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The Nuclear Security Summit (NSS) is a world summit, aimed at preventing nuclear terrorism around the globe. The first summit was held in Washington, D.C., United States, in 2010. The goal of the NSS is to address concerns about fissile material falling into the wrong hands at a head-of-state level. It includes :-

Minimizing the use of highly enriched uranium (HEU),

Bolstering security at nuclear facilities through enhanced national regulations and implementation of best practices,

Enhanced membership in international instruments and organizations such as the International Atomic Energy Agency (IAEA),

 Instituting measures to detect and prevent illicit trafficking in nuclear and other radioactive materials, and

 Centres of Excellence, build capacity, develop technology and coordinate assistance on nuclear Security.

Takeaway from NSS 2016 Summit:

India made contribution of $1 million to the IAEA nuclear security fund. Similar contribution was also made in 2013.

India’s national  plan includes development and deployment of technology to deter and defend against nuclear terrorism. These include physical and cyber barriers, technological approaches, setting up a facility for medical grade ‘Moly-99’ using low enriched Uranium and using vitrified forms of vulnerable radioisotops such as ceasium 137.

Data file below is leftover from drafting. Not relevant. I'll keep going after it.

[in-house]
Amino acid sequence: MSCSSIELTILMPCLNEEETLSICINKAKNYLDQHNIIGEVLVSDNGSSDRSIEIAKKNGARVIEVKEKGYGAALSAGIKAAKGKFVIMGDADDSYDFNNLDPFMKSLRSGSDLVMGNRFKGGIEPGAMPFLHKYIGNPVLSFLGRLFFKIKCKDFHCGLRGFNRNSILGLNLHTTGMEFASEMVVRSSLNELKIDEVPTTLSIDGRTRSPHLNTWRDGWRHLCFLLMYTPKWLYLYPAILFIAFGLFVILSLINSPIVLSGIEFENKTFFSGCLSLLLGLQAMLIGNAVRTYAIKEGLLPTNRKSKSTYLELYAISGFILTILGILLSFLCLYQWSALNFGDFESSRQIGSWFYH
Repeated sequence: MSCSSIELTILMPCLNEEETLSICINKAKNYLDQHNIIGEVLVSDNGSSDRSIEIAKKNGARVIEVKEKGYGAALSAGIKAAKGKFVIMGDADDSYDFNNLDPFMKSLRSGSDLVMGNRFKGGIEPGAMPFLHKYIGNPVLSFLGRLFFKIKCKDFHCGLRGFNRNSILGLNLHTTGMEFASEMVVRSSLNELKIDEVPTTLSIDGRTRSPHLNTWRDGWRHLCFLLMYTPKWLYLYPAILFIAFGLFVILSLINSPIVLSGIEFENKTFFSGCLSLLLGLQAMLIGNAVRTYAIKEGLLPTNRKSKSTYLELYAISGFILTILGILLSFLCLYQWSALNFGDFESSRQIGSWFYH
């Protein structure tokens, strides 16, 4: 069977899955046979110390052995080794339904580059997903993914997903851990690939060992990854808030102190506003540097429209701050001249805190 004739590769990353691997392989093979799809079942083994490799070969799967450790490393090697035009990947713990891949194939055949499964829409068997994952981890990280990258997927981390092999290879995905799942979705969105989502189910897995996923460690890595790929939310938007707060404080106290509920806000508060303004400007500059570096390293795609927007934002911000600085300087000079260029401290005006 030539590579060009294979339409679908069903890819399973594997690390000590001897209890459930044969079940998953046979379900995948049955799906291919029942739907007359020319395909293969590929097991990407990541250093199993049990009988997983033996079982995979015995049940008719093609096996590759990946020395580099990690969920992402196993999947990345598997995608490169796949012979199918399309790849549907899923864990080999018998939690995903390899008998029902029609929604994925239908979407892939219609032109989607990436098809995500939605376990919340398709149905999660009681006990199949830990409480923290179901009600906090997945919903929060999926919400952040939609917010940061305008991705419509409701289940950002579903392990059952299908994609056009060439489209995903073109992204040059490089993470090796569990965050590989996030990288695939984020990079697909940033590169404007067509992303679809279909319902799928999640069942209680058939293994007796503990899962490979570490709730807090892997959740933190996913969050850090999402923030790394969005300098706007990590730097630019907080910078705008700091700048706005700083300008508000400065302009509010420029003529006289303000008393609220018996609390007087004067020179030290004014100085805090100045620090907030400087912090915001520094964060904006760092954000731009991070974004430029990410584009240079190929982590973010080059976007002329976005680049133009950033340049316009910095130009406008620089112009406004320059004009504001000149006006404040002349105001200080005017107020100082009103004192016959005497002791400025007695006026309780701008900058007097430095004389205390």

India will continue to accord a high national priority to nuclear security through strong institutional framework, independent regulatory agency and trained and specialized manpower.

Global terrorism has evolved over time and terrorists are using modern technology and devices while national and international efforts to counter them have become outdated and rooted in past. Terrorism is globally networked. But, we still act only nationally to counter this threat

Contemporary features of terrorism:

One,Today’s terrorism uses extreme violence as theatre.

Two,We are no longer looking for a man in a cave, but  we are hunting for the terrorist in a city with computer or a smart phone.

Three,State actors working with nuclear traffickers and terrorists present greater risk

Without prevention and prosecution of acts of terrorism there could be no deterrence against nuclear terrorism.

Limitations of the NSS process:

As NSS covers nuclear material only for non-military purposes, 83% of the nuclear material falls outside its ambit.

Despite its intent, the NSS has also not been able to amend the IAEA’s convention on nuclear safety.

The fact that there is no legally binding outcome at the end of six years of NSS process is its major drawback. The NSS process has instead focused on asking countries to tighten their national laws, rules and capabilities on nuclear security. This has meant that military facilities are treated as national responsibilities and dealt as per international obligations.

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